Tête-Bêche 20, 2005. · Oil / canvas, 90 x 180 cm
We are cave-dwellers and art is nothing more than the imprint of our hand on rock. We would like the rock to open and push with all our strength in an attempt to make the world appear with all its bounties : its bison, its deer, its couplings and its dances. Or, in other words, the caveman has always dreamt of a reality removed from the obscurity of his dwelling. And that is what he expects from art, that it should teach him to look beyond his own fear, to see where he was not able to see before. But what would happen if we should dwell on the images that populate that darkness, if we should get to like them not for what they are as simple reflections of a different reality, but for themselves? This is what Amadeo Olmos does. He turns towards the walls of the cave and stops to contemplate this world of images. He is not driven by a yearning for reality, but rather for unreality. For him, a painter is a hunter of shadows.
Painting is thus transformed into a secret practice which seeks to transport us to a new space. A space which makes room for images of reality, but also for those which inhabit our fantasies and dreams. Or to put it another way, Amadeo Olmos sees the painter’s task not in giving evidence of what is real, but rather in giving rise to a new reality, a reality made of the same stuff as our nightmares and thoughts. This exhibition equally takes part in this space of thought and nightmare. I would go as far as to say that the deep aesthetic pleasure it evokes springs from this unique quality of offering itself as something to be understood.
All the paintings in this series stem from bringing two distinct realities together within the space of the painting. Realities which flow by in parallel worlds and which only chance, or the artist’s whim, bring together for our contemplation. It could be a question of the real world and the world of dreams. In fact, we relate to his images in a similar way to the way we relate to our dreams. Also to those of cinema, or even those images which belong to the world of publicity and magazines, which invade our daily lives. But Amadeo Olmos does not want to lose sight of the condition of his images. “I am not giving you reality,” he says, “ but rather the images that inhabit it.”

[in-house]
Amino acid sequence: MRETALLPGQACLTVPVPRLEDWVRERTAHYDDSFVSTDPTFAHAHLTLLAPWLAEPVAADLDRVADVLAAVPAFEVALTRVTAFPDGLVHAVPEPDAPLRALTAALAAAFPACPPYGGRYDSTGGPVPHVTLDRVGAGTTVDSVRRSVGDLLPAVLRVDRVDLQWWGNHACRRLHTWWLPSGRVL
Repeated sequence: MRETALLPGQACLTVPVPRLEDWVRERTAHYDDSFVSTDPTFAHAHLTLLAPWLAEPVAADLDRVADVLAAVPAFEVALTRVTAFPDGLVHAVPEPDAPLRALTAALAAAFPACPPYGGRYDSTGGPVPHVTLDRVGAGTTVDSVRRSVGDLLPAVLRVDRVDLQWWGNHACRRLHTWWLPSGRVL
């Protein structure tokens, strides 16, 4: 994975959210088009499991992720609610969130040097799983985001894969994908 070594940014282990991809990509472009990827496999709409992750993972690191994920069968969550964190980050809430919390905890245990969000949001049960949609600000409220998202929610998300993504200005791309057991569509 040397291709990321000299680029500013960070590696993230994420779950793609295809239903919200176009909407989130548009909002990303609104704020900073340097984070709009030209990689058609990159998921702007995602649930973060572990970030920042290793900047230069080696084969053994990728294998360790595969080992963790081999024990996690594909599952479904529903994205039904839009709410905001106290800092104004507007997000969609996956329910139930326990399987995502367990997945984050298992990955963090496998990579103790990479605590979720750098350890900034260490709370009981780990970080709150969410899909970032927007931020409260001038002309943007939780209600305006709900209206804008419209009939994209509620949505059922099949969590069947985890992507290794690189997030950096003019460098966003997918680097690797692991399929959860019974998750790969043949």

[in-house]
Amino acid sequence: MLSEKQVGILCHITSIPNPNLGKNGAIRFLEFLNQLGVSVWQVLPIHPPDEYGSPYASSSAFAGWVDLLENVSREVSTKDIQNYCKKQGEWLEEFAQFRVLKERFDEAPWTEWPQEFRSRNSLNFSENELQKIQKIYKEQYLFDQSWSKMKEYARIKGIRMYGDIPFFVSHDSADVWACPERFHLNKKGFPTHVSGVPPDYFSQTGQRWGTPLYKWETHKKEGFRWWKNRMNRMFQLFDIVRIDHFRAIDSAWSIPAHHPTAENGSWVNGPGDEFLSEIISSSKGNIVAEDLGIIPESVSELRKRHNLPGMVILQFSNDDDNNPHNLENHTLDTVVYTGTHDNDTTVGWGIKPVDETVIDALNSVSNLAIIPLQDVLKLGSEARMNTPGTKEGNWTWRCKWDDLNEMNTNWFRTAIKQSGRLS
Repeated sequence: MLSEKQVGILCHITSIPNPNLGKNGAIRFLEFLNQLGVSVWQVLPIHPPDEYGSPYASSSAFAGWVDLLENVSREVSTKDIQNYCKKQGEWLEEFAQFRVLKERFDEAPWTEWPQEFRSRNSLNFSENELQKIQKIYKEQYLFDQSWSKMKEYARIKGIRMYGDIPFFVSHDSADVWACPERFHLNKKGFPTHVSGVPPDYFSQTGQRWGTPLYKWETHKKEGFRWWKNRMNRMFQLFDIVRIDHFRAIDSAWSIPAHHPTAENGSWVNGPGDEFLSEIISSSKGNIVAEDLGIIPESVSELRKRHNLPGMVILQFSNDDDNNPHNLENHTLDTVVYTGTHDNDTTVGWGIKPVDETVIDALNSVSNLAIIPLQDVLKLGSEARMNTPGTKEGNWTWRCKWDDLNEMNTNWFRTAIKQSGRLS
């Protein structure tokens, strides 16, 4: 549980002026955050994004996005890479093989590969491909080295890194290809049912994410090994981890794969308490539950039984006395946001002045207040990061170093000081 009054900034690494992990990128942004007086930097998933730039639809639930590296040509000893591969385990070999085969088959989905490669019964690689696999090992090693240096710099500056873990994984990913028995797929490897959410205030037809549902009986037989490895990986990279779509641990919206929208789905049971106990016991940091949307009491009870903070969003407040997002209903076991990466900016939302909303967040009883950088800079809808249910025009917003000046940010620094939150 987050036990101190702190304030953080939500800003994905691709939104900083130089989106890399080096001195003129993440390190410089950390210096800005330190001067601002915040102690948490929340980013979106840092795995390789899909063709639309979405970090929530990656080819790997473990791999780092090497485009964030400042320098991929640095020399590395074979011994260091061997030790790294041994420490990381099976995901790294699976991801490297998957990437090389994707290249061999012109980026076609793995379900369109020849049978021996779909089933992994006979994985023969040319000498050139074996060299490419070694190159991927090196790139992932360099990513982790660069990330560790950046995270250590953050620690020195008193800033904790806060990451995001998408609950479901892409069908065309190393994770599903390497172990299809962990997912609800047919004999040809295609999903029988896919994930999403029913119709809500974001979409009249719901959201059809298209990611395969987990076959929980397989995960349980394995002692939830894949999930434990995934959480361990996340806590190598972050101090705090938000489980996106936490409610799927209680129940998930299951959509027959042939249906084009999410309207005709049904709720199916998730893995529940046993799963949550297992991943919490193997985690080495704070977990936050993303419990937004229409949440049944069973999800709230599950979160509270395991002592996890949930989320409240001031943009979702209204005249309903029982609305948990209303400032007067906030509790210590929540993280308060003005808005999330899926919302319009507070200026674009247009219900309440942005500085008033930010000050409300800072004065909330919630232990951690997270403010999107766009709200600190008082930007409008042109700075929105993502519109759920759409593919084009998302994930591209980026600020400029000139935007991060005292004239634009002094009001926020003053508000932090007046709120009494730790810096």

For this reason, he offers them to us through an intermediary presence, which he places in the foreground. A presence which puts us at a distance from the images in the background, making us aware of their ghostlike qualities. When this presence is a human figure, it tends to have its back to us or its eyes shut. What we see behind could be its dream or its most secret thoughts. But often, this foreground is occupied by a tree-trunk or small branch. In that case, where do the other images come from? They could be images that have escaped from dreams of absent persons; images that wander about in space and are momentarily reflected on the walls of a cave. It’s as if they were saying to us: “we live surrounded by semblances, shadows, phantoms”.
It seems as if that world in the background has nothing to do with our world. Not even when we see eyes do we get the impression that we are being observed by them. They are not spying on us, nor asking for nor expecting anything from us. They remain distant and alien, uncommunicative. A world of mysterious rooms, far-away cities, persons abandoned to enigmatic tasks, shadows slithering silently by us – that we cannot visit, nor be visited by. It could be the world of death.
The images in the foreground of the painting offer no clues either. If they are people, they never look at us. At times, they cover their faces with their hands or are blindfolded. In one of the paintings, we see a hand stopping us from coming closer. In another, the largest, there is a woman who raises her finger and points at emptiness. “It’s not possible” , she says. But she doesn’t explain why. But neither is there any dramatic tension. Empty houses, introverted beings, eyes which look at us from a place where they are eternally alone – that is what we see when we look at these paintings. A world made up of fragments and terrible losses. The world of those who have drowned in the depths of a lake, of lovers abandoned in the desolation of their dreams, of the inhabitants of unreality. The world of all those who cannot go back. That is what painting is for Amadeo Olmos, the scene of absence. Only of absence? Then why paint the delicate and perfect leaf, the tree-trunk bathed in light, the face of someone asleep? We all follow strange paths, these paintings tell us, but is there anything else we can do…?
Gustavo Martín Garzo